For some reason, going back in time in aviation history fascinates me. It used to be that air travel was an adventure, one where you were expected to dress and behave with class. Planes came with actual tables for meals, and you had sleeping bunks much like trains. Now, it's mostly a cattle car experience, seen as a necessary evil to get from one point to another in a reasonable amount of time. Given that mindset, I looked forward to reading Pan American World Airways: Images of a Great Airline by James Patrick Baldwin when I saw it appear at our library. Unfortunately, it didn't quite measure up to my expectations. There *are* some unique pictures in the book, pictures of items that have been lost and forgotten over time. But due to repetition and undersized images, the book went from "savor" to "scan" in short order.
Contents: Beginnings; War Years; Piston Era; Jet Age; Top of the World - Boeing 747; End of an American Icon
Baldwin starts each of the sections with a bulleted list of Pan American firsts and key events. I learned such things as Pam Am being the first to use cabin attendants and serve meals in 1929. They were also the first airline to take delivery of the Boeing 747 in 1969. That may be why I always tend to link 747s and Pam Am in my mind. The rest of the section then consists of various images of planes and items associated with the airline. There are luggage tags starting in the 1950s and going up to the last luggage tag issued for their final flight in 1991. The covers of the annual reports from 1930 through 1978 make an appearance, as well as the route maps and schedule brochures over the years. The various styles and designs are interesting, as you see Pam Am expand, mature, and speak to various classes of travelers. The images also reminded me of how much of the travel experience is now digital, as baggage tags are just barcoded strips of paper and time tables change online continuously.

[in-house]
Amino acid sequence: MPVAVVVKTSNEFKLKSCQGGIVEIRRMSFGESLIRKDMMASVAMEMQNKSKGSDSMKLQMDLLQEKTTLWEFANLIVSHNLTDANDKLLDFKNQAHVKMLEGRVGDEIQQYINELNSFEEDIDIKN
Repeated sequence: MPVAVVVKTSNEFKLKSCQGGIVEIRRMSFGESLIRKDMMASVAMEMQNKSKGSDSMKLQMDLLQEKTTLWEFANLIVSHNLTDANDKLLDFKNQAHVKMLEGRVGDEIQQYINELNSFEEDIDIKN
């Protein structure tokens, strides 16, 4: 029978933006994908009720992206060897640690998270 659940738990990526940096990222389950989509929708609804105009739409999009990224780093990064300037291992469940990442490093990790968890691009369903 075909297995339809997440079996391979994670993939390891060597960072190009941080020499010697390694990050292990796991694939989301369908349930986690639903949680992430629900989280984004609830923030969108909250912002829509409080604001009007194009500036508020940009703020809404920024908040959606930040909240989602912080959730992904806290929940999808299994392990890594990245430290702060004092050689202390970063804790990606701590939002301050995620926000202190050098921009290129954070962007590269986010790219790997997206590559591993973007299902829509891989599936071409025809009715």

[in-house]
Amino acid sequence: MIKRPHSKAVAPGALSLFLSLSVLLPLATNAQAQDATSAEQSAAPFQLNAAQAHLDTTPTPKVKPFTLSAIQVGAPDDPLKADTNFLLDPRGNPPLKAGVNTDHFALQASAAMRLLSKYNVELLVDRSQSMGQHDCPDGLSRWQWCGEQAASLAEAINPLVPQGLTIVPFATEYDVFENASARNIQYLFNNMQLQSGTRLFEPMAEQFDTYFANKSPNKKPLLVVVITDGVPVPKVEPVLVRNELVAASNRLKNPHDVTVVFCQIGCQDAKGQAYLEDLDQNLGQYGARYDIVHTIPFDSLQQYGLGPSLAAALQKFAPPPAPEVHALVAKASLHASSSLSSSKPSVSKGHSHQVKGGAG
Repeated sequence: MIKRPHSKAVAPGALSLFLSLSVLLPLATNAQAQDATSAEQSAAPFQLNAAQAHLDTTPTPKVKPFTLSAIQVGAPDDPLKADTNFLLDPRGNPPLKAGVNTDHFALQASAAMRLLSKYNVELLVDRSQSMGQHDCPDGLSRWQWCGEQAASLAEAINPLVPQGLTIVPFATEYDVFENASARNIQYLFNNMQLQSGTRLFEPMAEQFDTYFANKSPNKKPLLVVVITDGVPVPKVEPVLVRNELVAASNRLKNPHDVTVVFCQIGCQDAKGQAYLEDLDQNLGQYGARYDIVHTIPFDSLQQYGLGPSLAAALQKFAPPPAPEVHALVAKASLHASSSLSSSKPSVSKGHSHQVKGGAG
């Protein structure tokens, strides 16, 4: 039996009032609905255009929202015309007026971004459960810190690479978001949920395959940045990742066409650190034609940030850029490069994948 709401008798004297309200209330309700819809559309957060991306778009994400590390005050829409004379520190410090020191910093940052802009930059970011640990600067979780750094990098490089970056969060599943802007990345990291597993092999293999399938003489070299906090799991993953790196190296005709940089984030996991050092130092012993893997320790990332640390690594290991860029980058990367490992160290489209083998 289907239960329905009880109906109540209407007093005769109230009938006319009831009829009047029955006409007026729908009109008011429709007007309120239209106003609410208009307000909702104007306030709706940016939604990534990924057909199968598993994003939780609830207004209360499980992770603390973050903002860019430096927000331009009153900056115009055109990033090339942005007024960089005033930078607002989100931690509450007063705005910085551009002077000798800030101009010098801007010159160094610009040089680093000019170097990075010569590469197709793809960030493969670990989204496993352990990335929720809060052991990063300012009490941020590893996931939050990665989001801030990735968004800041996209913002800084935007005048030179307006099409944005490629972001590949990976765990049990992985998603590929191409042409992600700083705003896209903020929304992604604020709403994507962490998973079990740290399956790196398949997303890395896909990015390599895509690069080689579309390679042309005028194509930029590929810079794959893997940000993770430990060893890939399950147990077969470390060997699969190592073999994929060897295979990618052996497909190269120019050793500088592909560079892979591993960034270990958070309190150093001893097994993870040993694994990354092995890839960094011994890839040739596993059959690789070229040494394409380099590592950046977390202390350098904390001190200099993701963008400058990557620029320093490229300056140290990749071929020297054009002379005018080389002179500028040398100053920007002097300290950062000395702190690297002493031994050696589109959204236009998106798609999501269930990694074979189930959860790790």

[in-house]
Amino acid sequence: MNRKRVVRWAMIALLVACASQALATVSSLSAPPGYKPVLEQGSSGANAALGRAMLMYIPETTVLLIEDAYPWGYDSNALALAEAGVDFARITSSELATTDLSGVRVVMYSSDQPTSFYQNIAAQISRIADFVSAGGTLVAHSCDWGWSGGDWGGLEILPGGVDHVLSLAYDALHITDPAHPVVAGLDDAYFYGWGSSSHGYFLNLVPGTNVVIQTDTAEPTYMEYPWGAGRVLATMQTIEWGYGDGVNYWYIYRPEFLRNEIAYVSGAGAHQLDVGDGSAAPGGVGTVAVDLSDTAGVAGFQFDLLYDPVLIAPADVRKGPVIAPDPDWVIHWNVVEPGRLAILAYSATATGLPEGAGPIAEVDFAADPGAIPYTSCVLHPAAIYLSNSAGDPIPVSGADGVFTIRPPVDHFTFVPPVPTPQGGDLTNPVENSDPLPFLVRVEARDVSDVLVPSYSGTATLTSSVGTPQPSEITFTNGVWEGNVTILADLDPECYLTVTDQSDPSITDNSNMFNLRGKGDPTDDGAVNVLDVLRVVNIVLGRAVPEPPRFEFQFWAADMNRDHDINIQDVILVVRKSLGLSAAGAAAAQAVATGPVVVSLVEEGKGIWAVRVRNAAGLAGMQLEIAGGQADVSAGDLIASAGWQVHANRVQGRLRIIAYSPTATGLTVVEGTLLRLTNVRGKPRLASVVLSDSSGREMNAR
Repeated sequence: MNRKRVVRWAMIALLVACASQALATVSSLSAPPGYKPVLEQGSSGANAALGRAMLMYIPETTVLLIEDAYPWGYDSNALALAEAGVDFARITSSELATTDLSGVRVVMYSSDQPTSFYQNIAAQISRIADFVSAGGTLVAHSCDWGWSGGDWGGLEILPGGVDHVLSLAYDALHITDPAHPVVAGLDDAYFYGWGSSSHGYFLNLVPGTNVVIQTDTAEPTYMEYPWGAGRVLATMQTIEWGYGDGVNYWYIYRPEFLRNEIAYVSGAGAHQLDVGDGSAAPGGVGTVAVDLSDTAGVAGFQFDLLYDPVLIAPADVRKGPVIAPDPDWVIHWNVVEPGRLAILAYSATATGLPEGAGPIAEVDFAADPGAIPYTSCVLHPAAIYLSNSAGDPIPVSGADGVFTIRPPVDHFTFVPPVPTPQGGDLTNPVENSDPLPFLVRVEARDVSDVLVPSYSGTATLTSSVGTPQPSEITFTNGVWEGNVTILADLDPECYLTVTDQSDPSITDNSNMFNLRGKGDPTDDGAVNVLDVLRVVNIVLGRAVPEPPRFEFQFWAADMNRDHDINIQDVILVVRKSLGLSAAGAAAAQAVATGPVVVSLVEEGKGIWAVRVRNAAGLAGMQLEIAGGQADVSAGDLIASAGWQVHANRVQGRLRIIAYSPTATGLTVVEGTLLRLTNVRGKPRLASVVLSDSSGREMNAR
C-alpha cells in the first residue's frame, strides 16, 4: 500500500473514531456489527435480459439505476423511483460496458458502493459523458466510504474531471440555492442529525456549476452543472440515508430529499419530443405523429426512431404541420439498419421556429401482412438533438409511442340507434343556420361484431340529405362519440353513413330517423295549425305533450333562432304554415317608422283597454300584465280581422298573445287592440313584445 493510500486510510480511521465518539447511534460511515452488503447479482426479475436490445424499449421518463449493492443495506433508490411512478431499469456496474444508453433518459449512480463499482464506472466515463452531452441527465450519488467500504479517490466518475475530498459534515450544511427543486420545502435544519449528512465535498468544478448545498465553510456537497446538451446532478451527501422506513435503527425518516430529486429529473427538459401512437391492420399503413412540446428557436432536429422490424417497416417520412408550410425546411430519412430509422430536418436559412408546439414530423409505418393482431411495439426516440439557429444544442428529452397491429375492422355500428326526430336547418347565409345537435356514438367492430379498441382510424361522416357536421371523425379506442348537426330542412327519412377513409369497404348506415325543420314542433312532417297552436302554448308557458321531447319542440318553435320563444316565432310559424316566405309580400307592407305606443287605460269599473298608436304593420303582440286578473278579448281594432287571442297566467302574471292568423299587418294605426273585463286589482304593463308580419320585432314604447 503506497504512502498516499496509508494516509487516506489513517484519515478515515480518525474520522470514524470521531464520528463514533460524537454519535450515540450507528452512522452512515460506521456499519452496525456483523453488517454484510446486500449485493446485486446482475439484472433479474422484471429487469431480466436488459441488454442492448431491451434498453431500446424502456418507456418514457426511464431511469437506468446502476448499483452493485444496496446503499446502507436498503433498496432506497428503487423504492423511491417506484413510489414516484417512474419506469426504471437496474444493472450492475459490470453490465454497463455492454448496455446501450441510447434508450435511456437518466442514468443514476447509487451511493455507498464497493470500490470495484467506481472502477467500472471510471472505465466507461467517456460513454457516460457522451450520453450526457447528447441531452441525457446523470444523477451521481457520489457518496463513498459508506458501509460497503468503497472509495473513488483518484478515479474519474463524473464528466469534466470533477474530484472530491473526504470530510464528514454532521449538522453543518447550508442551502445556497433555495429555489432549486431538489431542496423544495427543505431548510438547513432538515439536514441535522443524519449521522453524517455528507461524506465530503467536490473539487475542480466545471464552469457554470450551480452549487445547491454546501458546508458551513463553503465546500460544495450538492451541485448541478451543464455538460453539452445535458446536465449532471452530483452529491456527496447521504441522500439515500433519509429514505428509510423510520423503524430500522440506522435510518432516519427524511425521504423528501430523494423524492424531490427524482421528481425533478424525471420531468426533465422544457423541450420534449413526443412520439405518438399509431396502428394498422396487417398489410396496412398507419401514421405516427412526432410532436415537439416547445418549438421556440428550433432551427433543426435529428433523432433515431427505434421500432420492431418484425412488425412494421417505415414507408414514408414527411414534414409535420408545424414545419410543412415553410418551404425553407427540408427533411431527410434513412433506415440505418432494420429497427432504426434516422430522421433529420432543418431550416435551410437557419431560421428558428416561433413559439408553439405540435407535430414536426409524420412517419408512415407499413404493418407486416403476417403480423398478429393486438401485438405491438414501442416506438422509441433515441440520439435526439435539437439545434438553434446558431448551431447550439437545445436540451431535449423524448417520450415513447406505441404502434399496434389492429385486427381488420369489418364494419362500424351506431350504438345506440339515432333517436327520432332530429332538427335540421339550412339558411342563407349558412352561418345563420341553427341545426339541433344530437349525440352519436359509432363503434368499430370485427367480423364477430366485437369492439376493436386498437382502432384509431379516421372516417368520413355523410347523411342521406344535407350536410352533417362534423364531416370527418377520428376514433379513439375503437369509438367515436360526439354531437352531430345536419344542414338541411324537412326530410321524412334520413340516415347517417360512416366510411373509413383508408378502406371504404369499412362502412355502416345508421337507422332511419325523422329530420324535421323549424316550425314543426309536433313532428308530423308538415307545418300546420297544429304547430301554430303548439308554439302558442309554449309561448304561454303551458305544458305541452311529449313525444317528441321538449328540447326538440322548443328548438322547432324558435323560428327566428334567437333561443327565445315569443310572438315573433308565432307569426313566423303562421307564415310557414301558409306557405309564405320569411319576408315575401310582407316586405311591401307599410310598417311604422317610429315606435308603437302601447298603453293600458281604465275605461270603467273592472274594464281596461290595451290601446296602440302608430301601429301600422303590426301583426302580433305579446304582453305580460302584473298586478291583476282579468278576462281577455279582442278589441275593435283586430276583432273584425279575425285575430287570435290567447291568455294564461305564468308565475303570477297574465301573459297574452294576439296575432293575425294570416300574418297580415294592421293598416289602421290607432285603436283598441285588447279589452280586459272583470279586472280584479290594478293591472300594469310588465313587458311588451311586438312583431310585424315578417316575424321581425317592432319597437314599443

Where I was disappointed was in the execution of the layout and choice of material. The luggage tags became repetitive, and I was just glancing at those by the end. The bigger problem came with the time tables, maps, and various brochures and publications. The annual report covers didn't change a lot in the early years, and I found myself wishing I could have seen some content from each one. Time table brochures were *very* small, which made reading anything on them nearly impossible. Yeah, I could have found a magnifying class and deciphered much of the text, but I wasn't up to that level of effort just to read the book. It's too bad that those images weren't made larger, as seeing the reduction in flight times and fuel stops over the years would have been interesting. Since the book is only 112 pages long, I understand why the images were smaller. In this case, more pages (or less repetition) would have been better, so that the detailed images could have been larger. That change would have doubled (at least) the amount of time I spent with this book.
Pan American World Airways: Images of a Great Airline was a great concept that would have benefited from larger pictures and more pages. Now with the prevalence of e-books, I'd love to see this book redone without the restriction of page count and printing costs. I'm guessing the results would be outstanding.